Rape of Persephone

The Cultural Reinvention of Persephone: From Maiden to The Dreaded One

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Because so many original written sources have been lost and because of the oral nature of myths, there are often varied versions of major stories. That, combined with our modern interpretation, has led the gods of many mythologies to mean whatever the current climate needs them to mean. Christianity, feminism, paganism, Percy Jackson, have all changed the way we have viewed the Greek Gods. One of the female deities that have taken multiple forms in the past few years is Persephone, with the most common change being her relationship with husband/uncle, Hades.

Growing up I read several different versions of the “Rape of Persephone” as it is often called (rape in this context is synonymous with abduction, rather than the sexual act, which is often called “ravished”). Here is how it usually goes:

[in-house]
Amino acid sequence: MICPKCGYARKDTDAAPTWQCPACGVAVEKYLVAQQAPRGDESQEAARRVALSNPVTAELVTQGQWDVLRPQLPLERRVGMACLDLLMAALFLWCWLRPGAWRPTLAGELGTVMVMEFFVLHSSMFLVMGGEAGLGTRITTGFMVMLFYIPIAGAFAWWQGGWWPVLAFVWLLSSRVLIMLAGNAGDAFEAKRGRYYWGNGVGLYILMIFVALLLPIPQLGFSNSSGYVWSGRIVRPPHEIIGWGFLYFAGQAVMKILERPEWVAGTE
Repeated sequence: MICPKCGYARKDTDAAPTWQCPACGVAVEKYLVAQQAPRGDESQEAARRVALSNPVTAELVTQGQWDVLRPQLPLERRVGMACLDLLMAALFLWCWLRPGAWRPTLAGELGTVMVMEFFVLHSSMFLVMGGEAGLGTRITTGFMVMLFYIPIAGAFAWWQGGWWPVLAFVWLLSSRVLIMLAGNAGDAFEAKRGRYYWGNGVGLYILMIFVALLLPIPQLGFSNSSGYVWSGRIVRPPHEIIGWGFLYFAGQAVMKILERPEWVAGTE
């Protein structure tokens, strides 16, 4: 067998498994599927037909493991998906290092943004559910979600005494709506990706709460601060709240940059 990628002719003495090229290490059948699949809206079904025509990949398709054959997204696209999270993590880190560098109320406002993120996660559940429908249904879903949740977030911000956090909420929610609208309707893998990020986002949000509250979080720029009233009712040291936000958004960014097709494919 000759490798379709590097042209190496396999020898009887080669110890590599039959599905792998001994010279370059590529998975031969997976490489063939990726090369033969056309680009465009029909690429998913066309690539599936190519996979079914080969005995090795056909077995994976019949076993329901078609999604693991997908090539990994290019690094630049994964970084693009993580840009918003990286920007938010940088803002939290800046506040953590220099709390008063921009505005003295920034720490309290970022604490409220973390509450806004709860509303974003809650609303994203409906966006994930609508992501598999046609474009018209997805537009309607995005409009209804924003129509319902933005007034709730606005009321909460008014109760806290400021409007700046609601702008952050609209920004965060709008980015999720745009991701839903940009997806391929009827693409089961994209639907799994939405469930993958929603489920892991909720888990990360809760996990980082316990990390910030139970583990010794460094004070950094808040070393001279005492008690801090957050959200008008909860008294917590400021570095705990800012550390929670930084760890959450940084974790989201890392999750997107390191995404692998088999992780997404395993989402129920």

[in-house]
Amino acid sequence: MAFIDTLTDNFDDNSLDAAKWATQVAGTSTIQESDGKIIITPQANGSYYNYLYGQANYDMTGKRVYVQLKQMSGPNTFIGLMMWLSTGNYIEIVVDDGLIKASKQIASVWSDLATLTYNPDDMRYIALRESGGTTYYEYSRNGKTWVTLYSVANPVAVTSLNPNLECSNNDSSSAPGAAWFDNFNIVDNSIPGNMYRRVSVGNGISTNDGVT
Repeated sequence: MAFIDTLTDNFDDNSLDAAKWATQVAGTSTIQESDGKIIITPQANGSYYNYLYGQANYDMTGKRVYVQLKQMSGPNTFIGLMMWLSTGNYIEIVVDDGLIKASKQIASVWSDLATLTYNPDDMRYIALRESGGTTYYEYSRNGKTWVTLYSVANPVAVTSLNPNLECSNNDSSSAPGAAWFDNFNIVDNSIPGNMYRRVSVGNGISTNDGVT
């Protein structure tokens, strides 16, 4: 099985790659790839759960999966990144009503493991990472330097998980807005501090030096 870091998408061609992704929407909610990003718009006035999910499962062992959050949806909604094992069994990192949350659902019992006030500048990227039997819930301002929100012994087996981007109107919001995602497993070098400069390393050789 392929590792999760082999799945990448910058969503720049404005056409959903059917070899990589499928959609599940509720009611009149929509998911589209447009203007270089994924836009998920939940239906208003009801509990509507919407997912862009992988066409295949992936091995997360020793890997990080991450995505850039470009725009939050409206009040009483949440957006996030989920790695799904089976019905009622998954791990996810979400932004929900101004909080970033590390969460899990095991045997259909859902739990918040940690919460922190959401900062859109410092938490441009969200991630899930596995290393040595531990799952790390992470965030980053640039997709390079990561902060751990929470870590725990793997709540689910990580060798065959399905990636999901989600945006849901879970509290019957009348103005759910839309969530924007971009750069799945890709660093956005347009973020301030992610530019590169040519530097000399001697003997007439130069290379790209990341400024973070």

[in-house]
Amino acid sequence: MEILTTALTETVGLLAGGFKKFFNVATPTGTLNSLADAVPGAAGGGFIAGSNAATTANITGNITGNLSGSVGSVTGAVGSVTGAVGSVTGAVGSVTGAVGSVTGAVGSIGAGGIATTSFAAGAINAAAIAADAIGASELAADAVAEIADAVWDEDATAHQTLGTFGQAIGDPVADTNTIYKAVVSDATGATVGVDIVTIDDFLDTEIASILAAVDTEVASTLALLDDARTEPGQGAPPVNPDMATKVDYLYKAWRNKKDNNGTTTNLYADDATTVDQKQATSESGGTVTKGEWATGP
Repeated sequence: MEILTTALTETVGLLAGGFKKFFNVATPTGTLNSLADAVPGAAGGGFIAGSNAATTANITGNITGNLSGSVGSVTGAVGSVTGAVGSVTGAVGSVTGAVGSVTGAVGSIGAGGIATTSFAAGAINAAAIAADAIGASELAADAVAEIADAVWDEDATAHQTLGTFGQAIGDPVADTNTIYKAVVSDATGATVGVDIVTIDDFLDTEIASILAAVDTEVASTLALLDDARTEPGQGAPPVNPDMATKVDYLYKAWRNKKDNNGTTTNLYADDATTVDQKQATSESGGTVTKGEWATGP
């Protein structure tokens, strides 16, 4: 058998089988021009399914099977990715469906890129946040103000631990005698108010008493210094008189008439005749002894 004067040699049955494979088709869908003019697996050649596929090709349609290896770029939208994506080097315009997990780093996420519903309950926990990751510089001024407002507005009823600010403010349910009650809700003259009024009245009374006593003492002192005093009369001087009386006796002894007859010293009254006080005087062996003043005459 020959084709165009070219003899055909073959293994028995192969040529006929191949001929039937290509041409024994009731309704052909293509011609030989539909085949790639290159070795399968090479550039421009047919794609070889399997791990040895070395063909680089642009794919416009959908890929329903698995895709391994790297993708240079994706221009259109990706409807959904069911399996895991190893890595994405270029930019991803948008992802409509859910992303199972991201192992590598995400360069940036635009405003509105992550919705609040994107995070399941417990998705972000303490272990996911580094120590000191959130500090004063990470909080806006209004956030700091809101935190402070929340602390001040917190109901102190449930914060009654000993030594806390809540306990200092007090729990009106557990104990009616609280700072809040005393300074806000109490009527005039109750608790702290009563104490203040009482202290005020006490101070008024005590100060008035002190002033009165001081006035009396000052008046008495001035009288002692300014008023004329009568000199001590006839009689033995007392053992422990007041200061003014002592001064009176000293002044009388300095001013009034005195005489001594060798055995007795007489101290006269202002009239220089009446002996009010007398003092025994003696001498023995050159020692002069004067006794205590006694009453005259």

Uncle Hades sees his beautiful niece, Persephone, and thinks “she’s the one” so he goes to his brother, Zeus, who is Persephone’s dad, and asks for Persephone to be his bride. Zeus knows that this will make Demeter, Persephone’s mother/Zeus’ sister, very upset and therefore softly consents to it, without telling anyone.

Hades then decides to then burst from the ground with a chariot while Persephone is minding her damn business picking flowers with some nymph friends (relatable), snatches Persephone and drags her down into the underworld. Not the best first impression.

What follows is very Disney’s Beauty and the Beast-esque, Hades tries to woo Persephone with all the glitz and glamour of being first lady of the underworld. Hades is the god of wealth after all. However, kidnapped gold is not at shiny as freedom gold.

Demeter was not happy that Zeus would not return Demeter to her and being the goddess of the harvest, she played her trump card: starvation. After hearing people complain long enough, Zeus sent Hermes out to reclaim Persephone.